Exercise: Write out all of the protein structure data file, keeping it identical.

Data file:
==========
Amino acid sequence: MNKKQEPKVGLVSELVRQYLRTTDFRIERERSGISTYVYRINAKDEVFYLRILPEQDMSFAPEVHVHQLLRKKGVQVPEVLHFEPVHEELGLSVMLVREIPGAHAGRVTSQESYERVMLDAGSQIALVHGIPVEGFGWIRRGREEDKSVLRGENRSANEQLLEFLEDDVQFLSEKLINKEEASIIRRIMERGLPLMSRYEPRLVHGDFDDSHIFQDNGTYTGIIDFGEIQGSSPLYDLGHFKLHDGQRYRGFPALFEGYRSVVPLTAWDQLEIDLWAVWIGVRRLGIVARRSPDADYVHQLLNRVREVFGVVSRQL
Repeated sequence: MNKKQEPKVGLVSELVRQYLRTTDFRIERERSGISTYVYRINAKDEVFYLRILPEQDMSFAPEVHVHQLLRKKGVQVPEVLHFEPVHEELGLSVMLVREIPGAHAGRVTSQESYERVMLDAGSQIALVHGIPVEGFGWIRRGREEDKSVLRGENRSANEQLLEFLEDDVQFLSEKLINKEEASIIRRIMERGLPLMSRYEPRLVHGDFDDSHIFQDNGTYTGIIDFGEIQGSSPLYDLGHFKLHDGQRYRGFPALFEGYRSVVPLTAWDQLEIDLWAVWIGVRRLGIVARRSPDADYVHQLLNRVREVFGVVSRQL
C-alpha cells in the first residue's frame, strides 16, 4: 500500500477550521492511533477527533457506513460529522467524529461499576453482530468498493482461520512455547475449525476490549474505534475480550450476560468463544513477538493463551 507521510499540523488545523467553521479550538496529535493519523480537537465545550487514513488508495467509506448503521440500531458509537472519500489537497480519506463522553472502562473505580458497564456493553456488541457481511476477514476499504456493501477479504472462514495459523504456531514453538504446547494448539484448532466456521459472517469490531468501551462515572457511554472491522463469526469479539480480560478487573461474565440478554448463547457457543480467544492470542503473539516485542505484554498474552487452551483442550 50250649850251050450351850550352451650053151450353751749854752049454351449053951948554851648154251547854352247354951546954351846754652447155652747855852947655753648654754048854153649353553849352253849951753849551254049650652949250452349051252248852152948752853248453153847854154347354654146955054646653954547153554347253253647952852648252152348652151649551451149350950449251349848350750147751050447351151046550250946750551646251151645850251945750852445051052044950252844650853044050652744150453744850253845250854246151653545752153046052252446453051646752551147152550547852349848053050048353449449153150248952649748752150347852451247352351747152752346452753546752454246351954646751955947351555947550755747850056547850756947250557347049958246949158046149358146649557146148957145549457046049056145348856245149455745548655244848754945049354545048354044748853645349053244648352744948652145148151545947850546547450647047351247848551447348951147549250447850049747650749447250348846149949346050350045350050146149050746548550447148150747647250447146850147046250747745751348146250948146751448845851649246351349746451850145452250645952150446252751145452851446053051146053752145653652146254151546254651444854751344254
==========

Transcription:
Amino acid sequence: MNKKQEPKVGLVSELVRQYLRTTDFRIERERSGISTYVYRINAKDEVFYLRILPEQDMSFAPEVHVHQLLRKKGVQVPEVLHFEPVHEELGLSVMLVREIPGAHAGRVTSQESYERVMLDAGSQIALVHGIPVEGFGWIRRGREEDKSVLRGENRSANEQLLEFLEDDVQFLSEKLINKEEASIIRRIMERGLPLMSRYEPRLVHGDFDDSHIFQDNGTYTGIIDFGEIQGSSPLYDLGHFKLHDGQRYRGFPALFEGYRSVVPLTAWDQLEIDLWAVWIGVRRLGIVARRSPDADYVHQLLNRVREVFGVVSRQL
Repeated sequence: MNKKQEPKVGLVSELVRQYLRTTDFRIERERSGISTYVYRINAKDEVFYLRILPEQDMSFAPEVHVHQLLRKKGVQVPEVLHFEPVHEELGLSVMLVREIPGAHAGRVTSQESYERVMLDAGSQIALVHGIPVEGFGWIRRGREEDKSVLRGENRSANEQLLEFLEDDVQFLSEKLINKEEASIIRRIMERGLPLMSRYEPRLVHGDFDDSHIFQDNGTYTGIIDFGEIQGSSPLYDLGHFKLHDGQRYRGFPALFEGYRSVVPLTAWDQLEIDLWAVWIGVRRLGIVARRSPDADYVHQLLNRVREVFGVVSRQL
C-alpha cells in the first residue's frame, strides 16, 4: 500500500477550521492511533477527533457506513460529522467524529461499576453482530468498493482461520512455547475449525476490549474505534475480550450476560468463544513477538493463551 507521510499540523488545523467553521479550538496529535493519523480537537465545550487514513488508495467509506448503521440500531458509537472519500489537497480519506463522553472502562473505580458497564456493553456488541457481511476477514476499504456493501477479504472462514495459523504456531514453538504446547494448539484448532466456521459472517469490531468501551462515572457511554472491522463469526469479539480480560478487573461474565440478554448463547457457543480467544492470542503473539516485542505484554498474552487452551483442550 50250649850251050450351850550352451650053151450353751749854752049454351449053951948554851648154251547854352247354951546954351846754652447155652747855852947655753648654754048854153649353553849352253849951753849551254049650652949250452349051252248852152948752853248453153847854154347354654146955054646653954547153554347253253647952852648252152348652151649551451149350950449251349848350750147751050447351151046550250946750551646251151645850251945750852445051052044950252844650853044050652744150453744850253845250854246151653545752153046052252446453051646752551147152550547852349848053050048353449449153150248952649748752150347852451247352351747152752346452753546752454246351954646751955947351555947550755747850056547850756947250557347049958246949158046149358146649557146148957145549457046049056145348856245149455745548655244848754945049354545048354044748853645349053244648352744948652145148151545947850546547450647047351247848551447348951147549250447850049747650749447250348846149949346050350045350050146149050746548550447148150747647250447146850147046250747745751348146250948146751448845851649246351349746451850145452250645952150446252751145452851446053051146053752145653652146254151546254651444854751344254